How much you want to bet those same reporters, who apparently thought they were above the law, will complain about the lack of response time from first responders in some news special a week from now?

The only thing about them that annoyed me more was their aftermath interviews.

Picture it. A trailer park in Altamonte, waist-deep water, a sad man watching as all his possessions float down the street in a stagnant pool and out to the Atlantic. Some chick shoves a camera in his face.

“Sir, I see the aftermath is really bad. Tell me, how do you feel?”

Just once, I want someone to answer “How the fuck do you think I feel, you stupid bitch?”

# 4 Tethering is awesome

For me, one positive to come out of this storm is that I learned about tethering. I used to think my cell phone was only for playing Bubble Witch or texting randos pictures of my tits. Turns out, if you jailbreak it (rooting for Android users) you can turn it into a hot spot where you can use all that delightful unlimited cell phone data on your laptop, smart tv, whatever. It’s free!

I’m pretty sure it’s illegal but I don’t give a fuck. I’m living in a disaster zone, people. This is an emergency. Season 6 ended on a cliffhanger.

 

 

 

4 thoughts on “Lessons from Irma

  1. Given the average American’s inability to deal with any adversity, it’s a wonder martial law isn’t declared every time there’s a random thunderclap two counties over. And television reporters who stick microphones in the faces of people who have lost anything just to pose inane questions should be drowned like stray kittens.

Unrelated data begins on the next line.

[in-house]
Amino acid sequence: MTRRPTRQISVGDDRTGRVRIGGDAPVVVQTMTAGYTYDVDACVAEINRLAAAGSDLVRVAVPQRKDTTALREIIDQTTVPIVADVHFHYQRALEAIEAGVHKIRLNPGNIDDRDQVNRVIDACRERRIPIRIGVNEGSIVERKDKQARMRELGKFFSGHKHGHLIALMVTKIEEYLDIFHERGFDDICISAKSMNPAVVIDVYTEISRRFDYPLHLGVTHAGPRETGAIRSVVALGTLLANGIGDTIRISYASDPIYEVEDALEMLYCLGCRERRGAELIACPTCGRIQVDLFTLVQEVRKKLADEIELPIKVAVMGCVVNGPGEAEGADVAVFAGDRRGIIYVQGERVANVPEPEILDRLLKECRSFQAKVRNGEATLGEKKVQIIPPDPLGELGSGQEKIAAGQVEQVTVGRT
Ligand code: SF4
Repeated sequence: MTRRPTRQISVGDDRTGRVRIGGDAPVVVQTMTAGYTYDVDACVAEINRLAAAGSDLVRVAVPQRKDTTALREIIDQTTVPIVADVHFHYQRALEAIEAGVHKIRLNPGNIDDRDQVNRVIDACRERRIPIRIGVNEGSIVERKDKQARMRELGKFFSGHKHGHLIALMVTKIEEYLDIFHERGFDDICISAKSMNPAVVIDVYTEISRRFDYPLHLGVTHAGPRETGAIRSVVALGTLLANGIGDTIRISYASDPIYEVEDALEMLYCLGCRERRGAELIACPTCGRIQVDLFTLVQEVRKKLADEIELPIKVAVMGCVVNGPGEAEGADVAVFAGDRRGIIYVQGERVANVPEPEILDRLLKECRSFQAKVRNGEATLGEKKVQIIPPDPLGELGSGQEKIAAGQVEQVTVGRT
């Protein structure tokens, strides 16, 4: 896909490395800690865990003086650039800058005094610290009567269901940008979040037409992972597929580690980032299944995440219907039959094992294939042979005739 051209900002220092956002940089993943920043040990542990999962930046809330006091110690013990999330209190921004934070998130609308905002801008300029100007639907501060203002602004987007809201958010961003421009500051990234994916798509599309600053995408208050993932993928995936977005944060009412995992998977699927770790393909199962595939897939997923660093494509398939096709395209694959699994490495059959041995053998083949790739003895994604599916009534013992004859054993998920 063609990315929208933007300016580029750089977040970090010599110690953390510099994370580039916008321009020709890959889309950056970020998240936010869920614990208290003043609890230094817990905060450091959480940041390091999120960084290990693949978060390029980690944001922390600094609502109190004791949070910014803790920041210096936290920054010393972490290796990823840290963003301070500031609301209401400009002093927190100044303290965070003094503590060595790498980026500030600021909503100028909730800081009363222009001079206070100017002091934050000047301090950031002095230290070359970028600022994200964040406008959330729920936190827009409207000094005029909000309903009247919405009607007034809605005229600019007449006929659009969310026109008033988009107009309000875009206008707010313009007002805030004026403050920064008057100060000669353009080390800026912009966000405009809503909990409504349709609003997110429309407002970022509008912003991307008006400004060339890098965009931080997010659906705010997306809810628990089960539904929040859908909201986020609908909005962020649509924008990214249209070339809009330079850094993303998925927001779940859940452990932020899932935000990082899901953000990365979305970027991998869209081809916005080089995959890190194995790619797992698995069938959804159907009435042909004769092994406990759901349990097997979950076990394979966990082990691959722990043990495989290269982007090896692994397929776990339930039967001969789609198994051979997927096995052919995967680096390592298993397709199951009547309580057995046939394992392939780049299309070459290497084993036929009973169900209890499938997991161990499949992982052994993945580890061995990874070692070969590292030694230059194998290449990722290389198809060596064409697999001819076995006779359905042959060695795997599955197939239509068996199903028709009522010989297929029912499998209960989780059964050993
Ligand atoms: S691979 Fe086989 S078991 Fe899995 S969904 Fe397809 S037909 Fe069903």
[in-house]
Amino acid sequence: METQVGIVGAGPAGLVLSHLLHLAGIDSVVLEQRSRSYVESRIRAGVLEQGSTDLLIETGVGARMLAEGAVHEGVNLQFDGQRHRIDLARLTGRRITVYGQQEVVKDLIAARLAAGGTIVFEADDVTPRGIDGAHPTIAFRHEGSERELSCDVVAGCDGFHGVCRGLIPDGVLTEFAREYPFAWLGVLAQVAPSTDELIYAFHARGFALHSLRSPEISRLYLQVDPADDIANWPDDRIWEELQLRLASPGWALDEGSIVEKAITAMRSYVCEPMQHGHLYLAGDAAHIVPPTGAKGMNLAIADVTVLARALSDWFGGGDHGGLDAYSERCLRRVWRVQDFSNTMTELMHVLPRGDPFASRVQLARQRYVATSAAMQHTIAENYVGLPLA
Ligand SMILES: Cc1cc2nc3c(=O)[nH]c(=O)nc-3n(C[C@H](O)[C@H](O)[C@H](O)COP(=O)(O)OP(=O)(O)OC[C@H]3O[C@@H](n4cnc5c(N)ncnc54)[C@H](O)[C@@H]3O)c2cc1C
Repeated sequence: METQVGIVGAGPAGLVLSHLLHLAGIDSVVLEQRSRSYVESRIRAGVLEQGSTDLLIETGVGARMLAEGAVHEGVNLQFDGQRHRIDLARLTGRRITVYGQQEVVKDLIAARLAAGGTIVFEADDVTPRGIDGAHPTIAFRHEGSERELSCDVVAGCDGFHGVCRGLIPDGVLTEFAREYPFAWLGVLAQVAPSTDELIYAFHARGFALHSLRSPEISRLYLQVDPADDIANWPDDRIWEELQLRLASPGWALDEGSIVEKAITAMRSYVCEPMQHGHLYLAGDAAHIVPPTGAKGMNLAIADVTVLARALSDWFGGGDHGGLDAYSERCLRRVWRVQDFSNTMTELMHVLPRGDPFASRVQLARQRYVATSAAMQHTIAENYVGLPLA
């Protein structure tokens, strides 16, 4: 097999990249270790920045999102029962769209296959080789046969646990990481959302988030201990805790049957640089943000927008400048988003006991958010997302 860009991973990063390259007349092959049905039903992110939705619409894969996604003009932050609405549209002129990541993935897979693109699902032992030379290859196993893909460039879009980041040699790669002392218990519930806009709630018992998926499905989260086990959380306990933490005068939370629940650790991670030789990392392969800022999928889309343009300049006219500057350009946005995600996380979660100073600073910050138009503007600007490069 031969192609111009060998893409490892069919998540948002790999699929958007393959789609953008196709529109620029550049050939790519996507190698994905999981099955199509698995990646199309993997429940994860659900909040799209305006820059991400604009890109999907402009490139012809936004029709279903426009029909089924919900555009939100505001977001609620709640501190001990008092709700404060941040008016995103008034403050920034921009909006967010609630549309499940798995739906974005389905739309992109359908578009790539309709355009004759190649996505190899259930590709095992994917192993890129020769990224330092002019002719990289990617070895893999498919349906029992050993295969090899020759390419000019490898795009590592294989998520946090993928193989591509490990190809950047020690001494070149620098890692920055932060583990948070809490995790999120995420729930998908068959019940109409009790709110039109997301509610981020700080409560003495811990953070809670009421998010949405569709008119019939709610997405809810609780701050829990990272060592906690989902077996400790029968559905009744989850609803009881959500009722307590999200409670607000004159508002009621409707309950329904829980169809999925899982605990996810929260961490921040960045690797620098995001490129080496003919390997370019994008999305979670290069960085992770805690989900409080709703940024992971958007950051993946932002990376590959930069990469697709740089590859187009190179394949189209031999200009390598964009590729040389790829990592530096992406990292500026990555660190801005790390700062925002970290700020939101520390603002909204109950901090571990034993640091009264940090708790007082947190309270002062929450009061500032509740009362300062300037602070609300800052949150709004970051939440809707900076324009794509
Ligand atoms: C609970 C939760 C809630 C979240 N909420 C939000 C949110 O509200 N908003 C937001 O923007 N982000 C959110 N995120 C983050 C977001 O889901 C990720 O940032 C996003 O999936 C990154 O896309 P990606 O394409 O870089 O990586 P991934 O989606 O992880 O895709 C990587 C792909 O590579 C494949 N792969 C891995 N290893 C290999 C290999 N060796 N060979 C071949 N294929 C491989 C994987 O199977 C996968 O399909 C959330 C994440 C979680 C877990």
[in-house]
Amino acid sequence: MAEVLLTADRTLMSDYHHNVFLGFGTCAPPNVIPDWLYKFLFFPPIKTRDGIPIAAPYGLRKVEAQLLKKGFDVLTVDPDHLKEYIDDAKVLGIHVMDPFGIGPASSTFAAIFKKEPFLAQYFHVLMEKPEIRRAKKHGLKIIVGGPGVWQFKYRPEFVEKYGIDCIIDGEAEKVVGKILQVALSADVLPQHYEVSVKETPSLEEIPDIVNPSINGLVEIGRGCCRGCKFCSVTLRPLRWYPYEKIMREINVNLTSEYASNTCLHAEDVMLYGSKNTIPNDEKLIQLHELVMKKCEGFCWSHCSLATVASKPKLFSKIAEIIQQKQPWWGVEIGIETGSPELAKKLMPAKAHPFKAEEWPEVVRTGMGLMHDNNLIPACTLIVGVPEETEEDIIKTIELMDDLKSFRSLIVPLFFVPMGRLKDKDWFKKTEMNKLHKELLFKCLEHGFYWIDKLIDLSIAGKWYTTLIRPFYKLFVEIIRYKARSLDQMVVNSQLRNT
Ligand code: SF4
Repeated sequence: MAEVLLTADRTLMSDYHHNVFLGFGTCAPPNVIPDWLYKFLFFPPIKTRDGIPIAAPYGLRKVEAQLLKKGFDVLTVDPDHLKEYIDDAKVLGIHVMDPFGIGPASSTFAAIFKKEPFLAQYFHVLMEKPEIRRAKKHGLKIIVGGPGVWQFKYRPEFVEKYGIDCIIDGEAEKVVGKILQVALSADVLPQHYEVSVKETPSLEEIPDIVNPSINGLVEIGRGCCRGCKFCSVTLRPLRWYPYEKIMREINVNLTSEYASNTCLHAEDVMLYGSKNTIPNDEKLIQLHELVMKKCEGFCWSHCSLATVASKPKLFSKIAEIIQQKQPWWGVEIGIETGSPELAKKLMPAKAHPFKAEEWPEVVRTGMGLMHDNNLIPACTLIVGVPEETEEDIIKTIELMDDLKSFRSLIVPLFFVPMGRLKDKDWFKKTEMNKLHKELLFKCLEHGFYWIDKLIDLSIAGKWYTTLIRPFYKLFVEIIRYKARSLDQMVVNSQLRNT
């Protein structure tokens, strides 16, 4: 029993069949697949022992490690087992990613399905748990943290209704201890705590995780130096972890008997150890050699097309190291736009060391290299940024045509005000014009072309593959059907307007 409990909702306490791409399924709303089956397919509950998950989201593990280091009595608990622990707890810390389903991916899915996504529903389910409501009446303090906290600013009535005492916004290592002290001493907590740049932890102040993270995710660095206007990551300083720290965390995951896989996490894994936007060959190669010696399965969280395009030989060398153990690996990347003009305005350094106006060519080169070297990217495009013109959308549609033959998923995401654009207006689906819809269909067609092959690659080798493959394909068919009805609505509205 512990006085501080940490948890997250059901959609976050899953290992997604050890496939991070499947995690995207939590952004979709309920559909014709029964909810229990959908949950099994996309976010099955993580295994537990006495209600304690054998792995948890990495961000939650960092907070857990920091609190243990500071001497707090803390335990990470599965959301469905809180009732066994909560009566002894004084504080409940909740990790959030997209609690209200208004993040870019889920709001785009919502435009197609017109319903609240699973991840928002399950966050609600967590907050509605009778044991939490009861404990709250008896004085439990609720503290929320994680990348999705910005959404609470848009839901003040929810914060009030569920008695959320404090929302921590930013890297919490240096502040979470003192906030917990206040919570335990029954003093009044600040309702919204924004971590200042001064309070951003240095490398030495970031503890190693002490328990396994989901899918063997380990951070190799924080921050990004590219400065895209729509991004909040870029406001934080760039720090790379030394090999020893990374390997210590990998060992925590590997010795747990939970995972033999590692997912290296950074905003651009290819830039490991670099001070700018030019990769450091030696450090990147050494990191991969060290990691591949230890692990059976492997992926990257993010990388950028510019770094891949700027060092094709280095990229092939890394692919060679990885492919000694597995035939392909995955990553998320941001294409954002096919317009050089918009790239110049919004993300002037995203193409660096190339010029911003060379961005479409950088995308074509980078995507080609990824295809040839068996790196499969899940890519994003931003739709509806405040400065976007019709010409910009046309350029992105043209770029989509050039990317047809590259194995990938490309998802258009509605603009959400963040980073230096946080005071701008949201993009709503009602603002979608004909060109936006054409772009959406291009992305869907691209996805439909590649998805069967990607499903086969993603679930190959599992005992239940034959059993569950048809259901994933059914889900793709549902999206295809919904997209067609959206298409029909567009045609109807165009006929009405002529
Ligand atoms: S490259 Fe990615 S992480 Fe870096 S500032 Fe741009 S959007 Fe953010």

2. I’m certainly glad you and your son (and your frustrated liver) made it through the Irma onslaught that only someone with a carefree, kiss-my-ass mentality like you can muster! It always amazes me how people in these areas suddenly wait until nature zeroes in on them to rush to the stores to buy bottled water, generators, batteries, plywood and beer. I mean, you live in a hurricane zone! You shouldn’t you think of this shit beforehand?!

    I have a cousin who lives in a 1920s-era home in Houston and was on vacation in Montana, as Harvey started aiming for the Texas coast. He cut his vacation short by 2 days and returned to get his home set up for the meteorological madness. He already had: a generator, bottled water, MREs, batters, a firearm and plywood pre-cut to fit his windows. While his neighbors were rushing out at the last minute to get similar supplies, he was already set to go and sat down with some wine and cheese. Fortunately, his house didn’t flood.

    I’ve always gotten annoyed with “roving” reporters who just have to be in the thick of it. A thought I’ve had for years is to see one of those clowns in the midst of wind and rain and suddenly get slammed into a wall or through a plate glass window, when said wind and rain unexpectedly intensifies – as they often do in hurricanes. Then the back at the news desk will be forced to say, “We have had an anomaly.” Or, “It appears we’ve had technical difficulties with and will try to reconnect as soon as possible.”

    Several years ago, as wildfires approached million-dollar homes in a California forest area, a local man screamed, “We have to leave, but the fucking media gets to stay!” That was the first time I’d seen such an outburst on national TV, and I thought they need to show more of those reactions, so we can all see how the media often likes to ridicule people in distress.

    Ultimately, there’s no safe place on planet Earth from nature’s wrath. Every once in a while, it has to act up and put humanity back in its place. Here in Northeast Texas we have to deal with tornadoes, hailstorms, flash floods and distracted drivers. I’m not a hardcore survivalist, but I do plan for these things. Whenever the power has gone out, I worry about my 84-year-old mother’s welfare and the wine and cheese in the frig. I mean, priorities, right?

    Please keep us updated on how things go with the recovery out there, Essa!